Su’s response, to establish a China Affairs Committee, then failed, throwing the party into a crisis — a “China crisis.” The level of this crisis is very high and it is not a simple, isolated policy problem, like questions over whether Chinese students should be allowed to study in Taiwan or whether the Economic Cooperation Framework Agreement is a good idea.
Hsieh’s proposal of “a constitutional one China” conflicts with the DPP’s three resolutions on Taiwan’s sovereignty and this needs explaining, because it refocuses the issue from a simple matter of individual policies to bigger questions about the DPP’s basic values, future vision, and mid and long-term policies. Hsieh’s actions revealed that not only does the DPP lack an overall consensus, but this lack of consensus is also creating sharp conflicts over the party’s direction.
Now the DPP faces the same problem that Taiwan as a whole faces over the pension issue: It needs a meeting outside of the regular system to build a consensus, with the participation of people from every direction within the party, just like Taiwan as a country needs the participation of every political party to solve its problems.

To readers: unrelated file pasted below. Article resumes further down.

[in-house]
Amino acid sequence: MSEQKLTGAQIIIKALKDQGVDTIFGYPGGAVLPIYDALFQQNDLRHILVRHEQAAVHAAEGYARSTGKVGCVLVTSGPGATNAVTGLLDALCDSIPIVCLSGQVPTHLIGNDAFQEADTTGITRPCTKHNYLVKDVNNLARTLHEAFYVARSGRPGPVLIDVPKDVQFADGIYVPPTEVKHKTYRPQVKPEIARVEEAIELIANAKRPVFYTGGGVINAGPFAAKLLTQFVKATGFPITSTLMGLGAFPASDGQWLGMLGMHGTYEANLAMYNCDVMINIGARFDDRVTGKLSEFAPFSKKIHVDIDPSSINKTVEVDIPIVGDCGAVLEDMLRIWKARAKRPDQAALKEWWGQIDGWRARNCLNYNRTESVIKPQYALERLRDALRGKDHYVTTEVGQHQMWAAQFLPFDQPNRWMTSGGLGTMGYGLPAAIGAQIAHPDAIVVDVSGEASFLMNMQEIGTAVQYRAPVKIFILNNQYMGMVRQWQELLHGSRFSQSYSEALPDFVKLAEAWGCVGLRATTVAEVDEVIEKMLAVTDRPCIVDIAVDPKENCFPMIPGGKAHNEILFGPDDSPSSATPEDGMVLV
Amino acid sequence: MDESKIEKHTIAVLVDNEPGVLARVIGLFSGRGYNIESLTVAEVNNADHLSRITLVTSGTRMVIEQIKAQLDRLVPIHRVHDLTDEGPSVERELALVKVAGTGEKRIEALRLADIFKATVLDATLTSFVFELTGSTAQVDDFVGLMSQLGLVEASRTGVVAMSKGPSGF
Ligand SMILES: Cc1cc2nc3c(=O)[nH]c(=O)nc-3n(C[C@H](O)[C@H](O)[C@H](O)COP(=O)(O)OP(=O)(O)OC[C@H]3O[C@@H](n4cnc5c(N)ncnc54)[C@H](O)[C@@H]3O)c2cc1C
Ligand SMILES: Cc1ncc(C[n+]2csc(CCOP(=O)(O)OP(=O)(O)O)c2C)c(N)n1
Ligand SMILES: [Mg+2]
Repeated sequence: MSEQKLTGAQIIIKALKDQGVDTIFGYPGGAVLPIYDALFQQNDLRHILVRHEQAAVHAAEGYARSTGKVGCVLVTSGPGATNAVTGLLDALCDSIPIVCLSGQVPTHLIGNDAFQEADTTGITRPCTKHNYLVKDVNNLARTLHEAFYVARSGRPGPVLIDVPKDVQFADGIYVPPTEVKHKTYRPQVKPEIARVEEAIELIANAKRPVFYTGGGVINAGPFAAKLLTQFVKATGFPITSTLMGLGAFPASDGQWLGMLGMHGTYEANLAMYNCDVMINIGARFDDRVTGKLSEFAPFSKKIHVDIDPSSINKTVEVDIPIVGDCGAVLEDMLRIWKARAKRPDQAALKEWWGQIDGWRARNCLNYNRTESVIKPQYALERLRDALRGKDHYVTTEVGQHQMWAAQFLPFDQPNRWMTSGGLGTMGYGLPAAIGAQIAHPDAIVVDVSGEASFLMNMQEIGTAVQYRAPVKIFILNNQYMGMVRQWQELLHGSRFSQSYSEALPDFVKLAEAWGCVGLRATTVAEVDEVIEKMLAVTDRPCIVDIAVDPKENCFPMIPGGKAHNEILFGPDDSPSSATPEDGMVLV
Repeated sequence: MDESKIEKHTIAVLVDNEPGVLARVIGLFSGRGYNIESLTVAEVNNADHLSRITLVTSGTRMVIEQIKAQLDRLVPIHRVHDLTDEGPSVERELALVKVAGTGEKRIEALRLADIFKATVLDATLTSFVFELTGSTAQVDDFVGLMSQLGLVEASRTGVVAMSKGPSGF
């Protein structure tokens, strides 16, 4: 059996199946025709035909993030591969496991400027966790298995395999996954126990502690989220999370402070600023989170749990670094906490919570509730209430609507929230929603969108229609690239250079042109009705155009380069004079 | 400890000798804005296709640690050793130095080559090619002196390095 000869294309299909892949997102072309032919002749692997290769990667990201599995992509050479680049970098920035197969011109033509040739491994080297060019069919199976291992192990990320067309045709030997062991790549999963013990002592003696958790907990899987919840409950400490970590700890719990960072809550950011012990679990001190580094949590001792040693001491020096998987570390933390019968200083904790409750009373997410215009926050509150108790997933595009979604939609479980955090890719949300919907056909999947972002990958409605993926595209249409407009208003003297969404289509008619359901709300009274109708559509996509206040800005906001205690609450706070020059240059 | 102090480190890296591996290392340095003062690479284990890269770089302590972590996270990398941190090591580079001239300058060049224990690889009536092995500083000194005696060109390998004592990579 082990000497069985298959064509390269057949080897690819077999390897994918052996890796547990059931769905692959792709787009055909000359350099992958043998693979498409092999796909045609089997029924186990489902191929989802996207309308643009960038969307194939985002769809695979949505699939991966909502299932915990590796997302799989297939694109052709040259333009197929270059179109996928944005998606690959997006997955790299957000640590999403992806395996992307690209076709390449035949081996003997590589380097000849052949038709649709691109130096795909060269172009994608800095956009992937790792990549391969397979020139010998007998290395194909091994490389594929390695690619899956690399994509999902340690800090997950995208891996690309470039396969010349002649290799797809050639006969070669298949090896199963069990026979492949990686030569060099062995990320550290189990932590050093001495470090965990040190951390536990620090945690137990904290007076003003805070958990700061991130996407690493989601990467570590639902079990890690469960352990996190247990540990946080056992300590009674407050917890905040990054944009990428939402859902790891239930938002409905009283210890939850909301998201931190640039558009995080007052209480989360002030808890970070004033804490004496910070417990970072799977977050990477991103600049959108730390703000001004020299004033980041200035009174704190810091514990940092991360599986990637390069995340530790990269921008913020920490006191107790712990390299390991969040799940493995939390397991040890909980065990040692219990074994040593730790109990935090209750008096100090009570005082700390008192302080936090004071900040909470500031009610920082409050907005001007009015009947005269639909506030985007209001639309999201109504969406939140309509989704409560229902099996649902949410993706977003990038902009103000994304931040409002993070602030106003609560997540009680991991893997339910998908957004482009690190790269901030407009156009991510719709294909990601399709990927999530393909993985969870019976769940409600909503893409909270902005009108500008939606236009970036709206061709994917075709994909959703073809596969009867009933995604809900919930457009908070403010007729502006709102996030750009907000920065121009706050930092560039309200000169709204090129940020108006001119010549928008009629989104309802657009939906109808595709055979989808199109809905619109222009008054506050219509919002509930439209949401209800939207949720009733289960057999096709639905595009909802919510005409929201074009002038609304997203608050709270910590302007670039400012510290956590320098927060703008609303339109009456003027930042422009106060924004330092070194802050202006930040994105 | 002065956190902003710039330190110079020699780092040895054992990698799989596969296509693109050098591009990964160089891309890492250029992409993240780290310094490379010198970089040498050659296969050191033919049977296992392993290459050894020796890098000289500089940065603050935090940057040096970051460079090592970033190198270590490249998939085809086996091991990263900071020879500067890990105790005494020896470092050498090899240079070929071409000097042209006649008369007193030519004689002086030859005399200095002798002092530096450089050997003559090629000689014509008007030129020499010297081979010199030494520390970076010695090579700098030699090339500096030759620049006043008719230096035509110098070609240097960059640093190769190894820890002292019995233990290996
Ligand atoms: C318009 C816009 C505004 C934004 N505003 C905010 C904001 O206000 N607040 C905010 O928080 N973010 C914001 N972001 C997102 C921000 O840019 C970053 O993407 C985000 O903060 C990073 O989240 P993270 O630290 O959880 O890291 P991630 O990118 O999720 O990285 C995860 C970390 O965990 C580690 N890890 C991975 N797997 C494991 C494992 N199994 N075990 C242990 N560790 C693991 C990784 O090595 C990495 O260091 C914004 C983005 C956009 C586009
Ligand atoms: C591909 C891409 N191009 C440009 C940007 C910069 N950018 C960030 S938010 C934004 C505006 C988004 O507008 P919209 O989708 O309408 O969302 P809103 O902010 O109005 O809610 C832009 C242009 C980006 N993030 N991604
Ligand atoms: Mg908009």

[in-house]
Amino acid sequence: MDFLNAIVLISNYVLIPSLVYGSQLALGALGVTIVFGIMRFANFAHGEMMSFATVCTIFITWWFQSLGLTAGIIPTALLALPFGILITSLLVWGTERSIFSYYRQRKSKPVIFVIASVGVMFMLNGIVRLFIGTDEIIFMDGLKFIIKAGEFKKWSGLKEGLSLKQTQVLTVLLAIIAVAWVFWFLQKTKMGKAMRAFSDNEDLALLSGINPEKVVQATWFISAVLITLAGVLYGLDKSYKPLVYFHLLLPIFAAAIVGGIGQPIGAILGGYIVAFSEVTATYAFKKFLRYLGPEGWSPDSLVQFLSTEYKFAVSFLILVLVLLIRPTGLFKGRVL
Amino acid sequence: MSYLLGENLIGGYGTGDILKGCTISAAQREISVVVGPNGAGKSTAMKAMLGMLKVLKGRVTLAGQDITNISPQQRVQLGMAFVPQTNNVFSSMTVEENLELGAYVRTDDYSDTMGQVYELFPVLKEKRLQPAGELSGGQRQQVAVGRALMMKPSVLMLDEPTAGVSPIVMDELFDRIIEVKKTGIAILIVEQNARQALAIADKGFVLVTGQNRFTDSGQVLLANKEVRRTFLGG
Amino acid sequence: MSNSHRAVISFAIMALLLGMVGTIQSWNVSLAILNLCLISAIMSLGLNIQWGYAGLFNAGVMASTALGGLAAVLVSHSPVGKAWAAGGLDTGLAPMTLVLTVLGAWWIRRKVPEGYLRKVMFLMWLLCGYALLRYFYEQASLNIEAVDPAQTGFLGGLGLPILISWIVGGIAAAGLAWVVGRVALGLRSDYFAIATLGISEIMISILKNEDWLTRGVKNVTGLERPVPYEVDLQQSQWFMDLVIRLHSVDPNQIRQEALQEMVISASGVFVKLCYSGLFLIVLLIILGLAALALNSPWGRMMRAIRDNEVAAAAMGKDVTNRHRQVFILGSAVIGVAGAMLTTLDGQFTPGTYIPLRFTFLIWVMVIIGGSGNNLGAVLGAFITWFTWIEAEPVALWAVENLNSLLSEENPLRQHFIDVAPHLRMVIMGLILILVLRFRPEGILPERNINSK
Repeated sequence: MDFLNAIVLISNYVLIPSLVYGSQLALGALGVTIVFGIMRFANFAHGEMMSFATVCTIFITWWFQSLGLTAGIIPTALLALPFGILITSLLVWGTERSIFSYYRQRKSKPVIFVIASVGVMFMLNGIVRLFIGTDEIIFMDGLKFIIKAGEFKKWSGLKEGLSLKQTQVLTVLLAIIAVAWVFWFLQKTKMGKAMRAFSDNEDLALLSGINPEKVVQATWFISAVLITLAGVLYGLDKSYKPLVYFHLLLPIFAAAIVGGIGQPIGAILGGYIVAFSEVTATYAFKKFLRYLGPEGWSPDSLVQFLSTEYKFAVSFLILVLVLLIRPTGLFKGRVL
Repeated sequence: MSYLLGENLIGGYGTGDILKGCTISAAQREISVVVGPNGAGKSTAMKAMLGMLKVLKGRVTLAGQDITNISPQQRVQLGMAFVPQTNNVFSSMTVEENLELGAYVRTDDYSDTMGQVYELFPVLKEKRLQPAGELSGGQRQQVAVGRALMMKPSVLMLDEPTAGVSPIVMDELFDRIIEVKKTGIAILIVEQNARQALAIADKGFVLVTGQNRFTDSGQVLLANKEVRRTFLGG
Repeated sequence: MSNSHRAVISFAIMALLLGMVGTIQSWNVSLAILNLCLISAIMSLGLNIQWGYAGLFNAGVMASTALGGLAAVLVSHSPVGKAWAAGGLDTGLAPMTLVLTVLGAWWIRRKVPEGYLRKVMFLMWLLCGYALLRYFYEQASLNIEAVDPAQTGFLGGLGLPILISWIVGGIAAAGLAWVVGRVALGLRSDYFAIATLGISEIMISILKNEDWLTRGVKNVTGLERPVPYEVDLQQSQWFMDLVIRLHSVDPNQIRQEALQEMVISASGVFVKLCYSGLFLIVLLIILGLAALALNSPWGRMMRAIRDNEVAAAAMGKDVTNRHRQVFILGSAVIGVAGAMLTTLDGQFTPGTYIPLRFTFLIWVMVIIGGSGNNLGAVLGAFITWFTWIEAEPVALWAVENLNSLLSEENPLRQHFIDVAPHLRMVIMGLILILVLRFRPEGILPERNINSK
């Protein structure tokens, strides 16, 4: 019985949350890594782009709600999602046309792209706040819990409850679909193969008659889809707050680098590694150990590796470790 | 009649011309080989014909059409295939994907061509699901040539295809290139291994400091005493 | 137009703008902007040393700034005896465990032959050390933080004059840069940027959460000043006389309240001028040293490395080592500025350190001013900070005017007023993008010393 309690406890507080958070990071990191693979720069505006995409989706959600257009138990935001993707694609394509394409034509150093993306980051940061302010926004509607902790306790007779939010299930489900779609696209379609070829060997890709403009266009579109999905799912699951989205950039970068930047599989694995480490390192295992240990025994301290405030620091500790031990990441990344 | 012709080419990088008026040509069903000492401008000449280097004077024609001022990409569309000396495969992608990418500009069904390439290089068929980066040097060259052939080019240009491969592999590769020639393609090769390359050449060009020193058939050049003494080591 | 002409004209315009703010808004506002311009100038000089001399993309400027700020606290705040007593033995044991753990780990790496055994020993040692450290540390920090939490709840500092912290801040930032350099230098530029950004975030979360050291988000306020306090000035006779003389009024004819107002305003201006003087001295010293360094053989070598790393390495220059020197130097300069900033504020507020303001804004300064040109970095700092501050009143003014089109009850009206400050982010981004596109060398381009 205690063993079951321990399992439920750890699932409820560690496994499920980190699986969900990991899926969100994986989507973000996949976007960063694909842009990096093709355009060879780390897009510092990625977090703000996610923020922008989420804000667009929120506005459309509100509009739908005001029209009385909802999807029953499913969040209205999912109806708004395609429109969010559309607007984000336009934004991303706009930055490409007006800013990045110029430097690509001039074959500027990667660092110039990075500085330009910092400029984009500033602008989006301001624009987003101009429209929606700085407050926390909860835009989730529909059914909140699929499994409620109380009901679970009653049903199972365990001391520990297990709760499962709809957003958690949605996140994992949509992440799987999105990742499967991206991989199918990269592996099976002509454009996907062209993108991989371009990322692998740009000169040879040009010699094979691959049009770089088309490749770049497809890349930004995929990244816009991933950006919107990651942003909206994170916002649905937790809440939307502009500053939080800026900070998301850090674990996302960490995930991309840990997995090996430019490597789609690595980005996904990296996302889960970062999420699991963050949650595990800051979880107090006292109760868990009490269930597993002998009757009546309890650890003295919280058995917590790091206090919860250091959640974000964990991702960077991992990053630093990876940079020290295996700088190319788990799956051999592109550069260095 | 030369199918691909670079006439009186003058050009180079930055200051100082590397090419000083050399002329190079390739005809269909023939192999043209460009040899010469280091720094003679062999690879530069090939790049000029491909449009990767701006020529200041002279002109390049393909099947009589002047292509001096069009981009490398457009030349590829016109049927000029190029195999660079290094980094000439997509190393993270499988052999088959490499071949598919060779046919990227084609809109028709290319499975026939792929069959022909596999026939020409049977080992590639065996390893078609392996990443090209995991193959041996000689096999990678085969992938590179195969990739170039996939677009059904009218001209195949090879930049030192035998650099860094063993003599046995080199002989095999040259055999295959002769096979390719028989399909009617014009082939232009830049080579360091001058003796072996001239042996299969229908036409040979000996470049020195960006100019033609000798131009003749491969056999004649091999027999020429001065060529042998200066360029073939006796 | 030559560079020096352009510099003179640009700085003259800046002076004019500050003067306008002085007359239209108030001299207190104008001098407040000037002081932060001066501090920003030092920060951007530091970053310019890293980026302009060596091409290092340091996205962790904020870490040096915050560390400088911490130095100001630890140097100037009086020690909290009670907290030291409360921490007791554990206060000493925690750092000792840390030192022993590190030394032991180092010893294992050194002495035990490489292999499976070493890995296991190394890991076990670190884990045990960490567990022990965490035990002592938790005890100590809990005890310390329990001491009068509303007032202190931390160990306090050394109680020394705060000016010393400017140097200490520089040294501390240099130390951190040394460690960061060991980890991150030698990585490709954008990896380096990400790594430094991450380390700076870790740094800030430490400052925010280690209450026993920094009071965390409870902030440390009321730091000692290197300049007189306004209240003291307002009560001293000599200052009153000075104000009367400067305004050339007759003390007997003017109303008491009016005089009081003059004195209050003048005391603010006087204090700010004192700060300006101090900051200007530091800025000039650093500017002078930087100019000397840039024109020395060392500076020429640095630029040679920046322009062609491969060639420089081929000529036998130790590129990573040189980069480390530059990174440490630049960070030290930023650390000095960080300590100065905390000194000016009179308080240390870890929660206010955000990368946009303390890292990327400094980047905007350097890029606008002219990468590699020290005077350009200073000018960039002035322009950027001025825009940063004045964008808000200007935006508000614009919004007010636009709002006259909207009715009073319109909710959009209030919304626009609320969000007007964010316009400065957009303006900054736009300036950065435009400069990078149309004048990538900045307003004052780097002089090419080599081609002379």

Both a great debate and a national affairs conference focus on allowing people of different opinions to fully express their ideas. This means that the problem can no longer be avoided and this is how problems are solved. Unfortunately, Su has made himself convener of the China Affairs Committee and Ma is trying to solve the pension issue with the help of the premier, the legislative speaker and the president of the Examination Yuan.
These approaches are the same in that they both stop people from fully expressing their opinions at a consensus conference.
The problem with this approach is that opportunities to solve problems are lost.
My advice to the chairmen of the KMT and the DPP is to face a consensus conference head-on.
Lin Cho-shui is a former Democratic Progressive Party legislator.
Translated by Drew Cameron